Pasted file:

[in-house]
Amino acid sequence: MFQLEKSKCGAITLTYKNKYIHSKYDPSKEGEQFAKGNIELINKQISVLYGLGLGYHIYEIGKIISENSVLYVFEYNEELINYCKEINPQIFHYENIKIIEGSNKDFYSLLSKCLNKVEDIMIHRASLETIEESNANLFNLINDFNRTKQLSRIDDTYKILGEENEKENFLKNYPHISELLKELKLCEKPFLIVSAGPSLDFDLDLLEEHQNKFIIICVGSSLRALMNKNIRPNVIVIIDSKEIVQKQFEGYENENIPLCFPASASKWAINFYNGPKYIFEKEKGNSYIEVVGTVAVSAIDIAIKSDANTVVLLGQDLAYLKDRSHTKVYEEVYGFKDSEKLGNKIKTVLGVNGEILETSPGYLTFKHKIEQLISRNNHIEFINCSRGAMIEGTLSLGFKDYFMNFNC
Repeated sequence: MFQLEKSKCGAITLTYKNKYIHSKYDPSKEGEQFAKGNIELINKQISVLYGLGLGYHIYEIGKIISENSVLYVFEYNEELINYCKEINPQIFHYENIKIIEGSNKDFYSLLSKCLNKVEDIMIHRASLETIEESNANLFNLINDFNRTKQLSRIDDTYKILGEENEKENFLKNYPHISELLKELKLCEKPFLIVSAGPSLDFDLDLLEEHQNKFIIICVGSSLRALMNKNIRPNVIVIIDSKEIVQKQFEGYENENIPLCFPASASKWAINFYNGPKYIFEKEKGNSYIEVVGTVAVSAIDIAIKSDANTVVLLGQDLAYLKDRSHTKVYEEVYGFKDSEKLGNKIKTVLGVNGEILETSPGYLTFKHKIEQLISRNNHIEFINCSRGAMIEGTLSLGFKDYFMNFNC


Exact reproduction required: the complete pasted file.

[in-house]
Amino acid sequence: MFQLEKSKCGAITLTYKNKYIHSKYDPSKEGEQFAKGNIELINKQISVLYGLGLGYHIYEIGKIISENSVLYVFEYNEELINYCKEINPQIFHYENIKIIEGSNKDFYSLLSKCLNKVEDIMIHRASLETIEESNANLFNLINDFNRTKQLSRIDDTYKILGEENEKENFLKNYPHISELLKELKLCEKPFLIVSAGPSLDFDLDLLEEHQNKFIIICVGSSLRALMNKNIRPNVIVIIDSKEIVQKQFEGYENENIPLCFPASASKWAINFYNGPKYIFEKEKGNSYIEVVGTVAVSAIDIAIKSDANTVVLLGQDLAYLKDRSHTKVYEEVYGFKDSEKLGNKIKTVLGVNGEILETSPGYLTFKHKIEQLISRNNHIEFINCSRGAMIEGTLSLGFKDYFMNFNC
Repeated sequence: MFQLEKSKCGAITLTYKNKYIHSKYDPSKEGEQFAKGNIELINKQISVLYGLGLGYHIYEIGKIISENSVLYVFEYNEELINYCKEINPQIFHYENIKIIEGSNKDFYSLLSKCLNKVEDIMIHRASLETIEESNANLFNLINDFNRTKQLSRIDDTYKILGEENEKENFLKNYPHISELLKELKLCEKPFLIVSAGPSLDFDLDLLEEHQNKFIIICVGSSLRALMNKNIRPNVIVIIDSKEIVQKQFEGYENENIPLCFPASASKWAINFYNGPKYIFEKEKGNSYIEVVGTVAVSAIDIAIKSDANTVVLLGQDLAYLKDRSHTKVYEEVYGFKDSEKLGNKIKTVLGVNGEILETSPGYLTFKHKIEQLISRNNHIEFINCSRGAMIEGTLSLGFKDYFMNFNC